Linda Rice Discusses Matt King Coal and the Wood Memorial

Linda Rice Discusses Matt King Coal and the Wood Memorial

The up-and-coming three-year-old Matt King Coal, who is one of the fastest colts on the Derby trail in terms of Beyer speed figures, completed his preparations for the April 9th Wood Memorial (gr. I) at Aqueduct when he breezed seven furlong on March 30th.

Coming off a win over Blue Grass Stakes (gr. I) contender My Man Sam in an 8.5-furlong allowance optional claiming race at Aqueduct, Matt King Coal went the distance in 1:25.20, which will mark his final workout before the Wood Memorial.

“I decided to only give him two works into the race,” trained Linda Rice was quoted as saying on the Aqueduct website. “He came back after that race and worked three-quarters really nice. With his last breeze on Wednesday, he went beautifully; so we’re ready.”

Matt King Coal broke his maiden in impressive fashion at Belmont last October, then was sidelined with a minor illness that delayed his 2016 comeback. He had been under consideration for a run in the Gotham Stakes (gr. III) in March at Aqueduct, but with only three workouts under his belt at the time, Rice chose to run him in an allowance race instead. “I was in a little bit of a rush to get him back and that’s why I chose the allowance race over the Gotham,” she explained. “Maybe if I had gotten a fourth breeze in him, we might’ve gone with the Gotham but, at the time, I felt like I barely had him ready to go. So I chose the allowance race and then that came up so tough. But he ran great and we’re very excited about the Wood. It’s a little added distance, tougher competition, but we’re as ready as we can be.”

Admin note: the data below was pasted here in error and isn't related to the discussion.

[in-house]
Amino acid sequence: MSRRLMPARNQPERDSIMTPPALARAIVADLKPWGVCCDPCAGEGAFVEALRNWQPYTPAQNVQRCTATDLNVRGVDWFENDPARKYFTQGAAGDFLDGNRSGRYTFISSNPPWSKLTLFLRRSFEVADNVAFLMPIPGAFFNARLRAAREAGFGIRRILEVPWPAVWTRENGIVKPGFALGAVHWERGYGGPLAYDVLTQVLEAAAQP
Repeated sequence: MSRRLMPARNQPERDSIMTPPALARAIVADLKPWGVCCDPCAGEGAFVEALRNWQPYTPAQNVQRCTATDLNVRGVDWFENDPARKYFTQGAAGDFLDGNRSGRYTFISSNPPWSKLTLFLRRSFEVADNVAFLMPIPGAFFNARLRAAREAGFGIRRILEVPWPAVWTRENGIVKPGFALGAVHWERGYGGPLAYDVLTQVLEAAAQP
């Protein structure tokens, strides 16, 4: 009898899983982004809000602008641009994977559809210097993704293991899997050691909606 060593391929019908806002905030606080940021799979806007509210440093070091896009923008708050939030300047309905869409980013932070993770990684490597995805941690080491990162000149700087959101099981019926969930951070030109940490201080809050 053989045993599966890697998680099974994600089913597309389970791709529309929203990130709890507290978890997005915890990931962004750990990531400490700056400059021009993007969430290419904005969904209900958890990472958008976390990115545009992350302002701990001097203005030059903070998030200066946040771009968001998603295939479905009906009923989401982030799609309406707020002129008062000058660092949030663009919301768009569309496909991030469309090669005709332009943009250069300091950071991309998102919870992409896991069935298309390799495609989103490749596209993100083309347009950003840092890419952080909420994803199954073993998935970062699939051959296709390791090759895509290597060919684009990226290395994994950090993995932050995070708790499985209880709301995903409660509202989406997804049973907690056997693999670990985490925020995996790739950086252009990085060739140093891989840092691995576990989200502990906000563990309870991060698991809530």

Jose Ortiz, who has ridden Matt King Coal in both of his victories, will be aboard again in the Wood Memorial. The race will mark a big step up in class for Matt King Coal, who has never previously run in a stakes race, but Rice believes Matt King Coal is ready.

“It can be a little intimating to jump right into a Grade 1 but I think we’ve taken all the natural steps,” Rice continued. “He broke his maiden and we gave him time last fall. He was running fast numbers and he looked like a nice colt, so I wanted to give him a chance to grow up before I threw him into the deep end of the pool.

“It’s surprising that he has the speed he has because when you look at him, and when I bought him at the OBS April sale a year ago, I was just shocked that a horse of his stature could be that fast,” said Rice. “And Jose thought the same way; when he breaks from the gate, he’s surprised that he has that kind of speed.

“There are certain things about it; he’s been two turns already but he’s never been off the lead yet so that, of course, leaves an unanswered question, and I’ve still got the blinkers on him” Rice said. “I don’t really anticipate making any changes going into the race. We’re just going to let it unfold and let Jose figure it out. The less instruction the better. Jose has got great instincts and we’re just going to let it roll.”

If you enjoyed this article, be sure to sign up for email newsletters and special offers from The Turf Board! Also, if you’re a fan of horse racing history, please check out my upcoming book Lost to the Ages: 10 Forgotten Champions of U.S. Horse Racingscheduled for release later this year!

Follow J. Keeler Johnson ("Keelerman"):

J. Keeler Johnson is a writer, blogger, videographer, and all-around horse racing enthusiast who was drawn to the sport by Curlin's quest to become North America's richest racehorse. A great fan of racing history, he considers Dr. Fager to be the greatest racehorse ever produced in America, but counts Zenyatta as his all-time favorite. He lives in Wisconsin and also writes for the blog Unlocking Winners.

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